Hagel the Kyoto-Slayer

So far most of the critical discussion about Chuck Hagel for SecDef is that he said mean things about homosexuals, or is hostile to Israel, if not in fact anti-Semitic.  So far I’m curious that people on the Left in particular are forgetting Hagel’s key role in derailing the egregious Kyoto Protocol in its infancy.  He was the key person behind the “Byrd-Hagel” resolution in the Senate in 1997 denouncing the Kyoto treaty in the draft form that existed at the time.   The Byrd-Hagel resolution was essentially a missile aimed at the Clinton administration that said Don’t even think of bringing this crap treaty to the Senate if it doesn’t include India and China.  It passed by a vote of 97 – 0; think of who was included in that vote for this to happen—such prominent “climate deniers” as Babs Boxer and John Kerry.

Al Gore went off to Kyoto at the 11th hour to beg for some kind of fig leaf he could take back to the Senate, but was sent packing with no concession at all.  (The Chinese, I am told by permanent State Department staff who were in the room, were especially blunt, asking Gore: “We don’t understand you Americans.  Do you expect us to be poor forever?”)  The rest, as they say, is history.  As we noted here the other day, the Kyoto farce is now dead in everything but name only.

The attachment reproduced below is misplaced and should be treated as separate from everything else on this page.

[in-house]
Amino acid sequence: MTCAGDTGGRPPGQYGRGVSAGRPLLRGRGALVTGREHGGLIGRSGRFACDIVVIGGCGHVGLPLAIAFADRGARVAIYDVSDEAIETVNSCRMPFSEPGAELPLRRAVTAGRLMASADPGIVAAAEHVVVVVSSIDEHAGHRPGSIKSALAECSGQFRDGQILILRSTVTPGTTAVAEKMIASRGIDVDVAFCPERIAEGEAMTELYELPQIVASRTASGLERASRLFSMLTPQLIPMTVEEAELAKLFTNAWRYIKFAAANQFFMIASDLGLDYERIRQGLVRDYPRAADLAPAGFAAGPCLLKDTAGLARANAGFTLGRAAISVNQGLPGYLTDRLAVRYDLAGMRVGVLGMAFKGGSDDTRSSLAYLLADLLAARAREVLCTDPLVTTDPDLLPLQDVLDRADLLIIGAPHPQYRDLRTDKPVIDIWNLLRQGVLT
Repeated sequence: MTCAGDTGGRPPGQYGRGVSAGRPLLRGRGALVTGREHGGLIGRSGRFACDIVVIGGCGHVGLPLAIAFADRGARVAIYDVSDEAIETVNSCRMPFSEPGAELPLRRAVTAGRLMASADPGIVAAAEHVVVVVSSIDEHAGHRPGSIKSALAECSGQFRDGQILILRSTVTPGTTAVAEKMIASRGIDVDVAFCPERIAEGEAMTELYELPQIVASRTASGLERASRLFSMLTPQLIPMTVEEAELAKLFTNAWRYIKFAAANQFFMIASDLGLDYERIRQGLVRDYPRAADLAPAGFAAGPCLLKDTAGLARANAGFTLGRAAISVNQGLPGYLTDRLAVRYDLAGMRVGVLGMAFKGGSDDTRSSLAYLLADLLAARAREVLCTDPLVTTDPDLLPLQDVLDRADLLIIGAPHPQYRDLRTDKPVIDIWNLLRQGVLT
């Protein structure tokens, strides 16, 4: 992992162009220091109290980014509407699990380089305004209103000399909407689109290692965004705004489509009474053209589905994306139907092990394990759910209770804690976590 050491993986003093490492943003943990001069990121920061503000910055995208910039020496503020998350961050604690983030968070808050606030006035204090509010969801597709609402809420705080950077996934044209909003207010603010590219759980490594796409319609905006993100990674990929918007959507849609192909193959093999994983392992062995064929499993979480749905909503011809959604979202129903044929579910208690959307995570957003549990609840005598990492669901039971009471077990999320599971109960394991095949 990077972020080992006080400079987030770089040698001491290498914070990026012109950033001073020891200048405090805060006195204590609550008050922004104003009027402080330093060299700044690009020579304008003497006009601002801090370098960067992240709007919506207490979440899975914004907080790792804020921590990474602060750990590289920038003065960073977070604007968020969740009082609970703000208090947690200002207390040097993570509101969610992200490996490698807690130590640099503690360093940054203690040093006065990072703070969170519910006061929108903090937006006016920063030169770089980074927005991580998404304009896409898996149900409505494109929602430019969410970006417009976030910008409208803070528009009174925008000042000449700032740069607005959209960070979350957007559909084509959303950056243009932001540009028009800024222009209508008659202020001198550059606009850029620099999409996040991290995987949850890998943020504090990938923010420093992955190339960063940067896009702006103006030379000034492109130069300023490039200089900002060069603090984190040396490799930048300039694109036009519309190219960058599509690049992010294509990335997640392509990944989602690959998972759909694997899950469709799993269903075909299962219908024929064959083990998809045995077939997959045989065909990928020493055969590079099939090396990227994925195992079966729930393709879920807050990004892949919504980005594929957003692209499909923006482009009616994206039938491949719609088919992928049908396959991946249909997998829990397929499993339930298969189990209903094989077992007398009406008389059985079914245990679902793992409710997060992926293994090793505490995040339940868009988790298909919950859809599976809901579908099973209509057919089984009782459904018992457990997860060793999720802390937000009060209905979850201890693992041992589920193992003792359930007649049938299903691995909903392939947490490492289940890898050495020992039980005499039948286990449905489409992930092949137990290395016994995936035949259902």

I wonder what Al Gore thinks of this nomination?  (He’s probably too busy counting his new Arab oil millions.  Heh.)  I wonder if the environmentalists will say something cross about Hagel. Not everyone on the Left has forgotten this.  The Daily Kos Kids have their knickers bunched up at least:

But it’s important to consider his entire career in making such a choice — including Hagel’s fierce and tragically successful efforts to kill the Kyoto climate treaty in the U.S. Senate.

Hagel was a Congressional observer in Kyoto during the negotiations over the landmark climate change treaty in 1997.  His position on Kyoto was never ambiguous: “We will kill this if the president signs it.” Or as he put it a few years later, in over-the-top language in support of the Bush administration’s limp approach to the issue:

“The Kyoto Protocol would have eliminated millions of jobs in America. It would have driven our economy downward. It would have eliminated opportunities for investment, such as clean energy technology, in developing countries. It would have driven a stake through any hope of prosperity for America. . .”

Is all of this disqualifying?  . . .   The U.S Defense Department has a larger environmental footprint than any organization on the planet.  It also must, to be truly strategic and forward-looking, incorporate climate change into all of its planning. . .

Will Defense Secretary Hagel rein in these efforts as getting ahead of the “free market”?  Will he kill efforts to incorporate climate change in DOD strategic planning because the science is “uncertain”?  Will he be a voice in White House debates to continue the tradition to which he has so substantially contributed, of the US doing nothing but delay, delay, delay getting serious about this global threat?

All of these questions need to be asked, both by those considering Hagel’s nomination, and those who may be asked to approve it.  Because we cannot afford any more delay in tackling climate change, and anyone who counsels such must be simply and completely pushed out of the way.

This could be more fun than I thought.  If liberal Senators don’t ask about this, I hope some Republicans will, just for the discomfort it will cause on the Left.